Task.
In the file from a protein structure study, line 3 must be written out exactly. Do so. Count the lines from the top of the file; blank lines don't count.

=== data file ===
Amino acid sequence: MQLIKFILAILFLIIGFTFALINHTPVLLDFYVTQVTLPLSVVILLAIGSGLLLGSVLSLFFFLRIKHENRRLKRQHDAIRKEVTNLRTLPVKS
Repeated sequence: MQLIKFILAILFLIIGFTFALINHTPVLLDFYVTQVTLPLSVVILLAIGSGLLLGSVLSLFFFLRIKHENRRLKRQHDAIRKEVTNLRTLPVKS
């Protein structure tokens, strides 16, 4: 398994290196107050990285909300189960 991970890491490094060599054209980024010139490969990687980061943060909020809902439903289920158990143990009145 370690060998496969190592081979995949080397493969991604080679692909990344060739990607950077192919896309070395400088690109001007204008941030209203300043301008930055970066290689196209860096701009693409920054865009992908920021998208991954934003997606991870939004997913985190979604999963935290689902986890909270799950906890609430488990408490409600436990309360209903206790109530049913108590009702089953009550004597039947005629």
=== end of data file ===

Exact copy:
């Protein structure tokens, strides 16, 4: 398994290196107050990285909300189960 991970890491490094060599054209980024010139490969990687980061943060909020809902439903289920158990143990009145 370690060998496969190592081979995949080397493969991604080679692909990344060739990607950077192919896309070395400088690109001007204008941030209203300043301008930055970066290689196209860096701009693409920054865009992908920021998208991954934003997606991870939004997913985190979604999963935290689902986890909270799950906890609430488990408490409600436990309360209903206790109530049913108590009702089953009550004597039947005629």